Are you driving your team toward excellence?
When speaking of talent, tendency is to think of it as a supreme gift: either you have it or not, you can’t build or develop it, it’s out of your sphere of influence.
The definition of talent in recent years has drastically and completely changed the perspective on how talent is perceived and thought: it can be defined as a set of mindsets, approaches, sensitivity, recurring behavioral filters and patterns every individual possesses, which can be furthermore trained and developed.
Have you ever had to perform an activity or a task that you initially thought particularly difficult and in the end it turned out to be less complicated than expected? Or again, talking with a friend of yours, did it ever happen that she ask how you have been able to do it so well and quickly?
Those are clear signs that, to perform that task attaining such a great results, you fielded some of your talents.
The good news is that the more you are going to train those capabilities, the easier and more natural you will be able to transform them in exceptional performances.
Most professional athletes, speaking on how they were been able to develop their talents, they cite three important factors: having discovered early about their talents (intuition), having trained it a lot and with continuity (perseverance), having been stubborn in believing in yourself (trust and faith).
One trick would seem to match talent with passion, actually, being two faces of the same coin: this factor, on its own, allow everyone to persist during strenuous training sessions, without feeling too much fatigued, giving free rein to an inner necessity.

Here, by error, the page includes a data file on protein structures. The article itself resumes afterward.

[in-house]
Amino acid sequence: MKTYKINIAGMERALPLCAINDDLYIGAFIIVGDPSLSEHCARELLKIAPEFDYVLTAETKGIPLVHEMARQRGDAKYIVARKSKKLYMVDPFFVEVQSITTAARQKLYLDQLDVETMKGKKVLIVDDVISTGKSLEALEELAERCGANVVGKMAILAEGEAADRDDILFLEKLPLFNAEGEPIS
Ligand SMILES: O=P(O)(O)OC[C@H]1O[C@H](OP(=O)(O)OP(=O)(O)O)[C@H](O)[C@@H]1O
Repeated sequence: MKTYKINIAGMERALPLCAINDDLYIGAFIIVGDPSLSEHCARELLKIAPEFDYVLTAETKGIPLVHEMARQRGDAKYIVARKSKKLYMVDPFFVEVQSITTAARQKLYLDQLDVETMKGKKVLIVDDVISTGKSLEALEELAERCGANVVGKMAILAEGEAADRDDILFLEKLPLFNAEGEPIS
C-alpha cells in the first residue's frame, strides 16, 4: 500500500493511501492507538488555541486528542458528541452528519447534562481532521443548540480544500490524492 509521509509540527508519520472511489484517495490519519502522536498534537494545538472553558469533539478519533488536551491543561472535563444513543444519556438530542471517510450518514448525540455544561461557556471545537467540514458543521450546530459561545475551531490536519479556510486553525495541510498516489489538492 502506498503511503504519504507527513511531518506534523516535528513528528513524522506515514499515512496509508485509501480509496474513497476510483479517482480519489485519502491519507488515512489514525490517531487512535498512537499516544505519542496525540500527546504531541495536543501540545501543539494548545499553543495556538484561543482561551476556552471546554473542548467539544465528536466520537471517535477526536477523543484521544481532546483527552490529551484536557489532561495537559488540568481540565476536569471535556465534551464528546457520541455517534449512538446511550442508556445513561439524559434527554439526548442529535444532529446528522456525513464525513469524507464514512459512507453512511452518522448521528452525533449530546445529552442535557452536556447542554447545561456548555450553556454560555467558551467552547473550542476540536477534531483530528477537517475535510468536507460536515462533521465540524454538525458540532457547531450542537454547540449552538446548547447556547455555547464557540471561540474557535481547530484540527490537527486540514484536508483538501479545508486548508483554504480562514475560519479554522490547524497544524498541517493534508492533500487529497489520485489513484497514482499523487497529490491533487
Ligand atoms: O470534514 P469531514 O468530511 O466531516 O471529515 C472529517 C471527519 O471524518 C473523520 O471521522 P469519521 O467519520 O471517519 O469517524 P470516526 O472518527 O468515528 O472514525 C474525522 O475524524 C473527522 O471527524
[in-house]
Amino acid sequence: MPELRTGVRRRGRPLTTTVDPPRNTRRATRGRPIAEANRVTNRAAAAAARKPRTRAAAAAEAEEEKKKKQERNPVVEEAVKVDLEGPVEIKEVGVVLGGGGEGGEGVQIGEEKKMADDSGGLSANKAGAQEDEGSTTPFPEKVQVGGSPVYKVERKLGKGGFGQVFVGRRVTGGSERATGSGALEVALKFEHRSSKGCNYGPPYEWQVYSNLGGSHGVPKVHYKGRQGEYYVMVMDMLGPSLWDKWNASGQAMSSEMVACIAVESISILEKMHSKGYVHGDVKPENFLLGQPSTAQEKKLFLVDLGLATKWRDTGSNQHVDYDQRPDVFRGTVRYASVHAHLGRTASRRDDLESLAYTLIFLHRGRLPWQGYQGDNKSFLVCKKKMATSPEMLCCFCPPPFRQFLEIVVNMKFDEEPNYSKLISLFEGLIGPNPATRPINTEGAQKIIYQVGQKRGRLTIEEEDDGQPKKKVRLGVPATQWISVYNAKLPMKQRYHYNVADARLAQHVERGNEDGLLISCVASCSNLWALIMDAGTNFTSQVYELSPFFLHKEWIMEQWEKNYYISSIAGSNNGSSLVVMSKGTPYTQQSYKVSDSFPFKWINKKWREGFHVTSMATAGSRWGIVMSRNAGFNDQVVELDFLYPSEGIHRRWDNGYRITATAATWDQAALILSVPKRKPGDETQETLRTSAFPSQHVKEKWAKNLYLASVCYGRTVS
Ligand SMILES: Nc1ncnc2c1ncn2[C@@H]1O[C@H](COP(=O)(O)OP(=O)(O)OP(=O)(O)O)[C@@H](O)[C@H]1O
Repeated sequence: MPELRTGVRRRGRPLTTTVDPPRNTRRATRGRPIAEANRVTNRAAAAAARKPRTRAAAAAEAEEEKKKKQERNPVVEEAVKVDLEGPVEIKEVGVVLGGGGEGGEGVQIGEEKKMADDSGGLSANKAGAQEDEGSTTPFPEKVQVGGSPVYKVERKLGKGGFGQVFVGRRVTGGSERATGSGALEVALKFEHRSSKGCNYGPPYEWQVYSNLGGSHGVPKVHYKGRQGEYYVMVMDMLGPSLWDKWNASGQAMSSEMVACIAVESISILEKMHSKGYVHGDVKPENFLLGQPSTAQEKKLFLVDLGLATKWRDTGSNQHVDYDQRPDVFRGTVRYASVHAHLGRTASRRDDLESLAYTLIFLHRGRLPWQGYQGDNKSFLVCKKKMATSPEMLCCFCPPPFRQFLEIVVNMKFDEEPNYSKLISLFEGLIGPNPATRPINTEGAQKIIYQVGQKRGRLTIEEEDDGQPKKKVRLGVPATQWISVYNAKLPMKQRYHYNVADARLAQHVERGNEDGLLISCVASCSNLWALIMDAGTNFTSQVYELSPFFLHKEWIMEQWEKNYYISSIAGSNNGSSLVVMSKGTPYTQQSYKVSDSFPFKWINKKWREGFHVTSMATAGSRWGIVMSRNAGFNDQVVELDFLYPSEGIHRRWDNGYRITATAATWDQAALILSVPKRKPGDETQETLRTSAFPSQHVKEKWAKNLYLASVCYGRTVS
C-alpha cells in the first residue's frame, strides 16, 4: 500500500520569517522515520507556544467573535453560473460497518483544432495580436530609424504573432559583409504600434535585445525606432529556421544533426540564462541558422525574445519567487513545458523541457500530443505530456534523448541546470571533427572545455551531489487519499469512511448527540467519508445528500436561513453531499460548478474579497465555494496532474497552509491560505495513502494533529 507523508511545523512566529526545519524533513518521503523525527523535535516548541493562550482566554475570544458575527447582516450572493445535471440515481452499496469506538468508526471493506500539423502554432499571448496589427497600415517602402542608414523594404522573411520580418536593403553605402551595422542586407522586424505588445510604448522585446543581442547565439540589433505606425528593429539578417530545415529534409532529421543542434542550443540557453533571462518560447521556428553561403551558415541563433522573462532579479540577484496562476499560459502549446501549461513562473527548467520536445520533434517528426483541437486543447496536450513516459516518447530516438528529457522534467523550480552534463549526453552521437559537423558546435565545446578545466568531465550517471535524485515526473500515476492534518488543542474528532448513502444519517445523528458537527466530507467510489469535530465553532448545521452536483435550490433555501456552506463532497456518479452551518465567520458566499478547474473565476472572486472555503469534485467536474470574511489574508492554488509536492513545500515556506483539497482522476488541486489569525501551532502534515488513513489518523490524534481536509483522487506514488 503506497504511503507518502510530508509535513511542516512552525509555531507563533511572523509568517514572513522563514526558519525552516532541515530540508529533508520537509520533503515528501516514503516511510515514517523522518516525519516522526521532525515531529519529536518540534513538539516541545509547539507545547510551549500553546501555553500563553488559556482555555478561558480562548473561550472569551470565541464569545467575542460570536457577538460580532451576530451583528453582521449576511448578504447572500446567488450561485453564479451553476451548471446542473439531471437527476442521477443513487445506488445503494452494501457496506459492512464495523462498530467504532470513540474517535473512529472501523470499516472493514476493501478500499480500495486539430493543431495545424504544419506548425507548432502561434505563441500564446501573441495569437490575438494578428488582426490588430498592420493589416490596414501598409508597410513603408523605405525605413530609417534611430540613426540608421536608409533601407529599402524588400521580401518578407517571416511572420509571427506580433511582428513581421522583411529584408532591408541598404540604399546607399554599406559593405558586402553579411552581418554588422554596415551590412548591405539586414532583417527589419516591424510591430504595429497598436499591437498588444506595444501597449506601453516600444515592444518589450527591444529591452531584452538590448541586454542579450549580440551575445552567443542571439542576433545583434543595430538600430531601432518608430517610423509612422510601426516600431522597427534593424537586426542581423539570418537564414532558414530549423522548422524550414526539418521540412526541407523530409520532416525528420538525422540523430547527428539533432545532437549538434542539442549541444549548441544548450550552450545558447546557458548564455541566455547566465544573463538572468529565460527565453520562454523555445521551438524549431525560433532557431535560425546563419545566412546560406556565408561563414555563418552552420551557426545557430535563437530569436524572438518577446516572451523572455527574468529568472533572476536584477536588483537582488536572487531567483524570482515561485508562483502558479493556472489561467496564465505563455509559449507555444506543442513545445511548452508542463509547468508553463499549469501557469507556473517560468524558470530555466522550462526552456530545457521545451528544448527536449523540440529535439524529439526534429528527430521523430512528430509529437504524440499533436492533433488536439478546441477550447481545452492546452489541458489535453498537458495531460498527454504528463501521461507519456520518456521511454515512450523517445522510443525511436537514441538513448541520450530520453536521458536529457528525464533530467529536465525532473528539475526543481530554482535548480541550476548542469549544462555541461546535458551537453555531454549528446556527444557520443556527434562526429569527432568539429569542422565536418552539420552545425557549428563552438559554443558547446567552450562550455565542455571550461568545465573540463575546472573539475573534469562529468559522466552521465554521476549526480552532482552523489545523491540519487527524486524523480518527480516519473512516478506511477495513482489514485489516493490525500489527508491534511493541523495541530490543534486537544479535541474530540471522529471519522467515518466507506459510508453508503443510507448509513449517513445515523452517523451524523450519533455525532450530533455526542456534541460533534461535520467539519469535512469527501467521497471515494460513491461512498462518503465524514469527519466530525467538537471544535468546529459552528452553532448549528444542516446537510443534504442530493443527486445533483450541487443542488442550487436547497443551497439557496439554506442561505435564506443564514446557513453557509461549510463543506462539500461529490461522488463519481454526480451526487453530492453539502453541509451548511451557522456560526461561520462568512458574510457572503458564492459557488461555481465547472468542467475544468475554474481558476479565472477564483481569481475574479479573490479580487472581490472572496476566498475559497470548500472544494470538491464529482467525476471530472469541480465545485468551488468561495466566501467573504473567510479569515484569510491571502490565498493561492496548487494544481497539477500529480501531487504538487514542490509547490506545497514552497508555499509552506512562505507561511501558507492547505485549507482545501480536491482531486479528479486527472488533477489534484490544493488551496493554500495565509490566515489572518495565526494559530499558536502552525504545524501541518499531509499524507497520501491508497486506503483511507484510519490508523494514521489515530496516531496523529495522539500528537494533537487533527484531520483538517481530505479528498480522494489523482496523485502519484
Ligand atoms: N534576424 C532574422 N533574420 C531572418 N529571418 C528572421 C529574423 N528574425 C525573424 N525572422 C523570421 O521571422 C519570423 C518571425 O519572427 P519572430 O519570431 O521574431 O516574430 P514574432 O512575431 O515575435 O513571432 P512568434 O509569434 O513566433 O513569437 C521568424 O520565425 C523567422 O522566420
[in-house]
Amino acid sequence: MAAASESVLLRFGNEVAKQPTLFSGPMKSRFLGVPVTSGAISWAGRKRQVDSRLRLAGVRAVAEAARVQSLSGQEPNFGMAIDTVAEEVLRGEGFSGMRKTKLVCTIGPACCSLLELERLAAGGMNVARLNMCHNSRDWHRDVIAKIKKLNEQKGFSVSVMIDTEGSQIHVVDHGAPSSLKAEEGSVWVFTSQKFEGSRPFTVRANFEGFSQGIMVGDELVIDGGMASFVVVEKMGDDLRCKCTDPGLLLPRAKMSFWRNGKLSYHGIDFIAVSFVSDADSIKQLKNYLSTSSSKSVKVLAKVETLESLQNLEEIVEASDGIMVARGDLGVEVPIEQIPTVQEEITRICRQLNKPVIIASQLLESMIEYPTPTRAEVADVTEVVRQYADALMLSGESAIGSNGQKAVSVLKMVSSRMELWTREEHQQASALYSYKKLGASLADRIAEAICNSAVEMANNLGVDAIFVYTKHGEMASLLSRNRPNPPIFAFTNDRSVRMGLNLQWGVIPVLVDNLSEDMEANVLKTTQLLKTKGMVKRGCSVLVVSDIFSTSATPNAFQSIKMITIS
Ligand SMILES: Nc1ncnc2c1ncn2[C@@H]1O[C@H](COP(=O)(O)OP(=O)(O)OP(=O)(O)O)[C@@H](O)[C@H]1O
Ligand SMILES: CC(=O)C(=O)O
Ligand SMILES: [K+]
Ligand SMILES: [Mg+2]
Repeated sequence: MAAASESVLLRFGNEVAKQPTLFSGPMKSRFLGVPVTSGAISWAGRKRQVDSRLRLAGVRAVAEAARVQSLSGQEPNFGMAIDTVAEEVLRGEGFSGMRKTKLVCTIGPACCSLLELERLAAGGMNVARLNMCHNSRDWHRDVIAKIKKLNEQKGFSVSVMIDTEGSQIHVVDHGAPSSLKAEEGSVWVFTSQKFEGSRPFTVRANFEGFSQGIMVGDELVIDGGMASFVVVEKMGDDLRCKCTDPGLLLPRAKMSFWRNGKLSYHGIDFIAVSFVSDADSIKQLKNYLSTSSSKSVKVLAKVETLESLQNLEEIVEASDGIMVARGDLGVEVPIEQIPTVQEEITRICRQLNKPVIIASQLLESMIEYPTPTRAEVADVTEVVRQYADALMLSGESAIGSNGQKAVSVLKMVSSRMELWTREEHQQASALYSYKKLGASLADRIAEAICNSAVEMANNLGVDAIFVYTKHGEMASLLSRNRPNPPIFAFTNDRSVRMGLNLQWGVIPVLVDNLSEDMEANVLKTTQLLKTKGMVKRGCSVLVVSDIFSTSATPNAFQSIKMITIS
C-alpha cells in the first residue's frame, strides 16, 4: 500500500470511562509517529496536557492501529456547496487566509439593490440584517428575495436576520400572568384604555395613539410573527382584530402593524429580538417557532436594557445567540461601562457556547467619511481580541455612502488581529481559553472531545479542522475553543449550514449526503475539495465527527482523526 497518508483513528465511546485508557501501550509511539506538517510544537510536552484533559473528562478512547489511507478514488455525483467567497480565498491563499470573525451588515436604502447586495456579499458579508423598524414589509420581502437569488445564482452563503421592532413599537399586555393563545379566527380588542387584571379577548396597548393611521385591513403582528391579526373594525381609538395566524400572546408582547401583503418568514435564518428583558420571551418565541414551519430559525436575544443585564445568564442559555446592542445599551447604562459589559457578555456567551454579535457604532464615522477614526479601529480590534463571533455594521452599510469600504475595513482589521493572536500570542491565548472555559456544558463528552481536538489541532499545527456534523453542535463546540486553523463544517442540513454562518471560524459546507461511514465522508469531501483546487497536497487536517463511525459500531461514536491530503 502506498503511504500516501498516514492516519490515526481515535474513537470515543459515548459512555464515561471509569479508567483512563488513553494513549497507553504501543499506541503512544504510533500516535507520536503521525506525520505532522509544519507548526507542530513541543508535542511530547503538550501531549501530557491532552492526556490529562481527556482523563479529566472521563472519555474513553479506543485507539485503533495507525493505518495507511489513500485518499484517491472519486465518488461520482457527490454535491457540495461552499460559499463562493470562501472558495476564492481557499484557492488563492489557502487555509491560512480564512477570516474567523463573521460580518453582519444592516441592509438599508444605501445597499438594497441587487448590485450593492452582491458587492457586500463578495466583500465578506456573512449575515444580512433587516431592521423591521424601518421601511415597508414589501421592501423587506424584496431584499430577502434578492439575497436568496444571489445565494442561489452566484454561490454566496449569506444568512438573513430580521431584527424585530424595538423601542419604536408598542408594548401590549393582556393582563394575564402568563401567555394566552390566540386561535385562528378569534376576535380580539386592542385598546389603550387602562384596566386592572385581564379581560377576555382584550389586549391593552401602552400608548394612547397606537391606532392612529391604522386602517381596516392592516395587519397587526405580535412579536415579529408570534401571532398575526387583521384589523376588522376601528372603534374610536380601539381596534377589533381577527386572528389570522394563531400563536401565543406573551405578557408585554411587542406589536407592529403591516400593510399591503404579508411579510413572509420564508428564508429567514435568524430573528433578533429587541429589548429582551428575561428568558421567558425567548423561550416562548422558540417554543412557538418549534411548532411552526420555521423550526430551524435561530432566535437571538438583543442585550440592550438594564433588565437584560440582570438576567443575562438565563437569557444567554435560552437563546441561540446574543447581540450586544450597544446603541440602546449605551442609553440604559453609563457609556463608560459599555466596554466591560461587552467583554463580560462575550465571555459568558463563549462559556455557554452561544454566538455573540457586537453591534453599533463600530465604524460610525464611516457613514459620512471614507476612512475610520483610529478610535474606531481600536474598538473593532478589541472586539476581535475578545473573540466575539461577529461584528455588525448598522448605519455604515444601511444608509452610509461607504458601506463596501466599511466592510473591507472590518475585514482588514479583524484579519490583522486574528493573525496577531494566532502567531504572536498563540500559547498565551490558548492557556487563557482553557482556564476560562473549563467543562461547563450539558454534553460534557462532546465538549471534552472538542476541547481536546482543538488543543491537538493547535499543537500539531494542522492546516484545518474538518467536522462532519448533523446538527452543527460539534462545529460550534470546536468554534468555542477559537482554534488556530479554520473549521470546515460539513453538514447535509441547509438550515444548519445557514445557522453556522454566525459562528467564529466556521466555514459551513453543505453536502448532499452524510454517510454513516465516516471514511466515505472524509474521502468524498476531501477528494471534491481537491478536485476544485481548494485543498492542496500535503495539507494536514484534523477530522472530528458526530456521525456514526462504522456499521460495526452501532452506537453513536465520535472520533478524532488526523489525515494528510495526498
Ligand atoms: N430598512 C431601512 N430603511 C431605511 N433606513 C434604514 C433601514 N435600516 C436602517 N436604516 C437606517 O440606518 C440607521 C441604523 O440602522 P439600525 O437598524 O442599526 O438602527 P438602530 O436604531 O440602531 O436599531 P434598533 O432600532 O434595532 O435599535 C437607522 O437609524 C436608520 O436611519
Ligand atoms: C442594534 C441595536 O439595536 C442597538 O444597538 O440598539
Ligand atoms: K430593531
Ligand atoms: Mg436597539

Thus, achieving the fluency that the Tai Chi practitioners indicate to be the ‘Ri’ stage in the ‘Shu-Ha-Ri’ learning process, where there is no anymore the necessity to give names to the techniques learned, these ones are now used and executed naturally because they already are in the muscle-memory.
Talents are always looking for new challenges, anything else, earlier, would fail them into boredom.
Facing challenges allow them to learn and improve and refine their abilities, in a never ending cycle of continuous process improvement (do you remember the Deming’s PDCA Cycle or even the Kaizen practice from Masaaki Imai?)
People like these are the ones every leader would have on board in their teams. This is even more important when managing projects with high complexity, high specialization, multifaceted systems and technology: projects like these necessitate outstanding skills to be effectively managed.
This is what the authors
of the agile manifesto
intended when they wrote the values
of that document.
They stressed the necessity to value individuals and their interactions, to build project around motivated people, not the other way round, furthermore they described the urgency in pursuing continuously the technical excellence and that the best architectures, requirements, and designs emerge from self-organizing teams.
This is what Peter Druker wanted to tell us with the statement:
“People should perform tasks according to their strengths.
Do not waste time trying to get them better with their weaknesses”
This is the reason why leaders should discover as soon as possible, their collaborators’ talent helping them to nurture it, transforming those people from good worker to excellent performers.
This last should be a fundamental rule in every agile team.